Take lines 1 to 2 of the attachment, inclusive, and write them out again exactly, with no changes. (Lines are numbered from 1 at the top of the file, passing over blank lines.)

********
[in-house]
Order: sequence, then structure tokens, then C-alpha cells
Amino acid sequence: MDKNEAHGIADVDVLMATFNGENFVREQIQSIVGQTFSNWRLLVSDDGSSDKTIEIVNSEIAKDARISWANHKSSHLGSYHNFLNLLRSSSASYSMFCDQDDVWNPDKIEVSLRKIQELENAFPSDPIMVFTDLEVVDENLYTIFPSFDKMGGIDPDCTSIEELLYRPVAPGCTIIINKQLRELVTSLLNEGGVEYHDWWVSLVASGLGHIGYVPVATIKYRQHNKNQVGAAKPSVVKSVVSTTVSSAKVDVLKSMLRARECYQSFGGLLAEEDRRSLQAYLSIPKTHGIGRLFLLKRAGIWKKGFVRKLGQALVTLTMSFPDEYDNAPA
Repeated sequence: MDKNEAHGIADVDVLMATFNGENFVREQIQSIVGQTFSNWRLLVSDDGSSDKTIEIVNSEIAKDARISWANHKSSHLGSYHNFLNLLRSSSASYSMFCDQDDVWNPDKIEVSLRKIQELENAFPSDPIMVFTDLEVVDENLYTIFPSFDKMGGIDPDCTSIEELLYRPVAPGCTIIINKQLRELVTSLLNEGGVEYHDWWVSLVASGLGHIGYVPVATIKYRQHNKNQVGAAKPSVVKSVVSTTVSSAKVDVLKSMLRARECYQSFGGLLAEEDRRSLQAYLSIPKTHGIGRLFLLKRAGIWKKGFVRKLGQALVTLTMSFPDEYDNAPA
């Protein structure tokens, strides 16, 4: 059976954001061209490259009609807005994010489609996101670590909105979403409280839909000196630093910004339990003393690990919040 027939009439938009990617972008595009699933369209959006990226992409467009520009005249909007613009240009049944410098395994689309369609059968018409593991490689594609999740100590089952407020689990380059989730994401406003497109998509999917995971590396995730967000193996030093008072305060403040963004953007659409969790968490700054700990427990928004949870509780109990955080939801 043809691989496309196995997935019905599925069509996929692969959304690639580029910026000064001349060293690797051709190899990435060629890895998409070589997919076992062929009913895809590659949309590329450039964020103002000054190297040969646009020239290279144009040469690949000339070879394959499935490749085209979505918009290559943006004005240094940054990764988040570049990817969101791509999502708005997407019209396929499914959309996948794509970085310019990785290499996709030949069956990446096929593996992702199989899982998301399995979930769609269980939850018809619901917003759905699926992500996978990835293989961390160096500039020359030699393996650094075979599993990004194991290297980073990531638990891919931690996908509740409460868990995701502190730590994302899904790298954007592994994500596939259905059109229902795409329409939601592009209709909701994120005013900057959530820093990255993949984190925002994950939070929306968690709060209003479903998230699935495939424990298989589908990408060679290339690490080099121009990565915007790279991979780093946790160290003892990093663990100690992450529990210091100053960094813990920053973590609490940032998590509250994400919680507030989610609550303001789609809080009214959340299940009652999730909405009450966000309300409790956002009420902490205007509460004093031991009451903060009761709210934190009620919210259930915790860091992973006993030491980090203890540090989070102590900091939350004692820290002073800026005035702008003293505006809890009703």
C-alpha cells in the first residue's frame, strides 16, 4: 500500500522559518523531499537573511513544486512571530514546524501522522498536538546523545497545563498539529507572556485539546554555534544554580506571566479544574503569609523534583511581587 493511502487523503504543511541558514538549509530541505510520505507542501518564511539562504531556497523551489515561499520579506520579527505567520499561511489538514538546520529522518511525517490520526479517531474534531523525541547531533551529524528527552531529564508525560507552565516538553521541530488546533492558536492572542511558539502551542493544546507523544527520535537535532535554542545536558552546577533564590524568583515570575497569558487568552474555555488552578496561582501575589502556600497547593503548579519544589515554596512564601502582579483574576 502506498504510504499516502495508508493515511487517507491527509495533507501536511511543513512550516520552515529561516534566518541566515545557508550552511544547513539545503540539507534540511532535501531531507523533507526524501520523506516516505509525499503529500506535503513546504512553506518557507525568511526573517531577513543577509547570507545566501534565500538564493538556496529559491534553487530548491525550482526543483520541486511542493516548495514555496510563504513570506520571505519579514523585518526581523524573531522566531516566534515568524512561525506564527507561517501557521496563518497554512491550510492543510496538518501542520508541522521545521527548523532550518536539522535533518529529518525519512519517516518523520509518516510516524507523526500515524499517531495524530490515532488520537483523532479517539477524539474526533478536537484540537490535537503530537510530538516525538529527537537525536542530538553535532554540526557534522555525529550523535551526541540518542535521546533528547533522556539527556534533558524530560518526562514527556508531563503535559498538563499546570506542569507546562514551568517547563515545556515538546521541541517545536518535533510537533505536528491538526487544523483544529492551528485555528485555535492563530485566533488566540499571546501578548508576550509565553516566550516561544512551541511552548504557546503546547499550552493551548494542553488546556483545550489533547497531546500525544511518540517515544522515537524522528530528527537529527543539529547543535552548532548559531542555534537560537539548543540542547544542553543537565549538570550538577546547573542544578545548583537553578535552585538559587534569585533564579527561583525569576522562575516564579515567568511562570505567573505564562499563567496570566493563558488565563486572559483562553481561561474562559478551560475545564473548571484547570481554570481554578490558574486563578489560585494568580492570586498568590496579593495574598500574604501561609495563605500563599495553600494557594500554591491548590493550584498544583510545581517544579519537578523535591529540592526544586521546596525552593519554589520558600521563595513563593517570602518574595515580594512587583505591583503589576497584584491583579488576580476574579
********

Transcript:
[in-house]
Order: sequence, then structure tokens, then C-alpha cells